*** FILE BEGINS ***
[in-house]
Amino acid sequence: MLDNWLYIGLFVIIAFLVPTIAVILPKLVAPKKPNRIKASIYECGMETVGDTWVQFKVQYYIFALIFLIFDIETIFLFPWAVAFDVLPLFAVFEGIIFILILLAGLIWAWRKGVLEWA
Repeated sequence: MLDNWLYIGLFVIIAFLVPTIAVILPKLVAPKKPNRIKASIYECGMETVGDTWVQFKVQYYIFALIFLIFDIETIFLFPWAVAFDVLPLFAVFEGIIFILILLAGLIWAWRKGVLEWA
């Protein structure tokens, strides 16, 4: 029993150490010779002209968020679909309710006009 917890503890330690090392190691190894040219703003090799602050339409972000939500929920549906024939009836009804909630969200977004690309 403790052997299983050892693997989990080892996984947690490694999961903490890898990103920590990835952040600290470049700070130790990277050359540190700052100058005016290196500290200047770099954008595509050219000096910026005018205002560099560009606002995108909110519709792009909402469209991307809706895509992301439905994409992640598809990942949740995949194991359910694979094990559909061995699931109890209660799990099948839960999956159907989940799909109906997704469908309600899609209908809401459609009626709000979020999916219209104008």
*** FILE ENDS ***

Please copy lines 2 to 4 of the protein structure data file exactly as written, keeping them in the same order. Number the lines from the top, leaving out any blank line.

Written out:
Amino acid sequence: MLDNWLYIGLFVIIAFLVPTIAVILPKLVAPKKPNRIKASIYECGMETVGDTWVQFKVQYYIFALIFLIFDIETIFLFPWAVAFDVLPLFAVFEGIIFILILLAGLIWAWRKGVLEWA
Repeated sequence: MLDNWLYIGLFVIIAFLVPTIAVILPKLVAPKKPNRIKASIYECGMETVGDTWVQFKVQYYIFALIFLIFDIETIFLFPWAVAFDVLPLFAVFEGIIFILILLAGLIWAWRKGVLEWA
């Protein structure tokens, strides 16, 4: 029993150490010779002209968020679909309710006009 917890503890330690090392190691190894040219703003090799602050339409972000939500929920549906024939009836009804909630969200977004690309 403790052997299983050892693997989990080892996984947690490694999961903490890898990103920590990835952040600290470049700070130790990277050359540190700052100058005016290196500290200047770099954008595509050219000096910026005018205002560099560009606002995108909110519709792009909402469209991307809706895509992301439905994409992640598809990942949740995949194991359910694979094990559909061995699931109890209660799990099948839960999956159907989940799909109906997704469908309600899609209908809401459609009626709000979020999916219209104008």